Nearly all of human life has always passed far from hot baths

January 7, 2014 § Leave a comment

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We are now in a position to demonstrate our proposition: the natural rate of interest is zero. First, to reiterate the argument thus far: Under a state money system with flexible exchange rates, the monetary system is tax driven. The federal government, as issuer of the currency, is not revenue constrained. Taxes do not finance spending, but taxation serves to create a notional demand for state money. Spending logically precedes tax collection, and total spending will normally exceed tax revenues. The government budget, from inception, will therefore normally be in deficit, which also allows the nongovernment sector to “net save” state money (this in fact has been observed in all state currencies).

The Natural Rate of Interest Is Zero
If spending is not revenue constrained, why does the government (conceived here as a consolidated Treasury and Central Bank) borrow (sell securities)? As spending logically precedes tax collection, the government must likewise spend sufficiently before it can borrow. Thus, government spending must also, as a point of logic, precede security sales. To cite a “real world” example, market participants recognize that when Treasury securities are paid for, increasing Treasury balances at the Fed, the Fed does “repos” on the same day; the Fed must “add” so the Treasury can get paid.

Since the currency issuer does not need to borrow its own money to spend, security sales, like taxes, must have some other purpose. That purpose in a typical state money system is to manage aggregate bank reserves and control short-term interest rates (over night interbank lending rate, or Fed funds rate in the United States).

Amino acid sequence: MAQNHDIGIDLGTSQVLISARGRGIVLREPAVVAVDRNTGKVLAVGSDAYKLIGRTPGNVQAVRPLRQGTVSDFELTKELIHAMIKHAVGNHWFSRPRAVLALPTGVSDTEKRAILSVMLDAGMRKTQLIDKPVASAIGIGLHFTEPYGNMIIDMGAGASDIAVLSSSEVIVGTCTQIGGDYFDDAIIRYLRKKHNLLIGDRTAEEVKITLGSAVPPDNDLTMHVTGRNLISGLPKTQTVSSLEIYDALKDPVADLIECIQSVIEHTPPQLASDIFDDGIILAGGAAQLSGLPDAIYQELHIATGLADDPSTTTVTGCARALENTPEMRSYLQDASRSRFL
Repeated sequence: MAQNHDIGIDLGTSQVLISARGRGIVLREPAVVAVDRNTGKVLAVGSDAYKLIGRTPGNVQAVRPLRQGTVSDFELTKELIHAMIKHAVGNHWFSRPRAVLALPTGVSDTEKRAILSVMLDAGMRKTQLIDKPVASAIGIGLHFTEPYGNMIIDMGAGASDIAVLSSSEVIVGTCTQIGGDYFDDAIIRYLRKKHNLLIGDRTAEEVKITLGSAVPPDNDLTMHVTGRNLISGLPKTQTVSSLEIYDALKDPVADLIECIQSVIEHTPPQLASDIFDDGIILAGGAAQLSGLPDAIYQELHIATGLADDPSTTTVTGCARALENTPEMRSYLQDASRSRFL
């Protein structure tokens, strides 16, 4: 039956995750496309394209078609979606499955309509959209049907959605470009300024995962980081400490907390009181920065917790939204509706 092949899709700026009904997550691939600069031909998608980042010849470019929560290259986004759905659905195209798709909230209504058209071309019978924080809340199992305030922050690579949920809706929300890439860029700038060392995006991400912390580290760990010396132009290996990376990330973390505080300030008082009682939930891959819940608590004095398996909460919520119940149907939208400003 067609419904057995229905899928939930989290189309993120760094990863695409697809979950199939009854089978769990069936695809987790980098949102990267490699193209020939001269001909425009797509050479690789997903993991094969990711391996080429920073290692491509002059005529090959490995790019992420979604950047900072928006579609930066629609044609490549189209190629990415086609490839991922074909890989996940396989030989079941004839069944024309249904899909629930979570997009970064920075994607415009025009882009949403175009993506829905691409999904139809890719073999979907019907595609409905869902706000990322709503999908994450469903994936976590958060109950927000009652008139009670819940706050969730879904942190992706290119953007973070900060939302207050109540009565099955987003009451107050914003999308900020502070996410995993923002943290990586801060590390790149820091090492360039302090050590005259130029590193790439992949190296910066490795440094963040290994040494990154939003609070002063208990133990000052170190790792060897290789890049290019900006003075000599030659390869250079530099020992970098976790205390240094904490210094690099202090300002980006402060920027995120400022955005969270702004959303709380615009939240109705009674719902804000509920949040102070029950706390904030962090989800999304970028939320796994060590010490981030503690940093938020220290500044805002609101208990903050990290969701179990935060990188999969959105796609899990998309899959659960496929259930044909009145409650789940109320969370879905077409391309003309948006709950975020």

In the contemporary economy, government “money” includes currency and central bank accounts known as member bank reserves. Government spending and lending adds reserves to the banking system. Government taxing and security sales drain (subtract) reserves from the banking system. When the government realizes a budget deficit, there is a net reserve add to the banking system. That is, government deficit spending results in net credits to member bank reserve accounts. If these net credits lead to excess reserve positions, overnight interest rates will be bid down by the member banks with excess reserves to the interest rate paid on reserves by the central bank (zero percent in the case of the USA and Japan, for example). If the central bank has a positive target for the overnight lending rate, either the central bank must pay interest on reserves or otherwise provide an interest-bearing alternative to non-interest-bearing reserve accounts. This is typically done by offering securities for sale in the open market to drain the excess reserves. Central Bank officials and traders recognize this as “offsetting operating factors,” since the sales are intended to offset the impact of the likes of fiscal policy, float, and so forth on reserves that would cause the Fed funds rate to move away from the Fed’s target rate.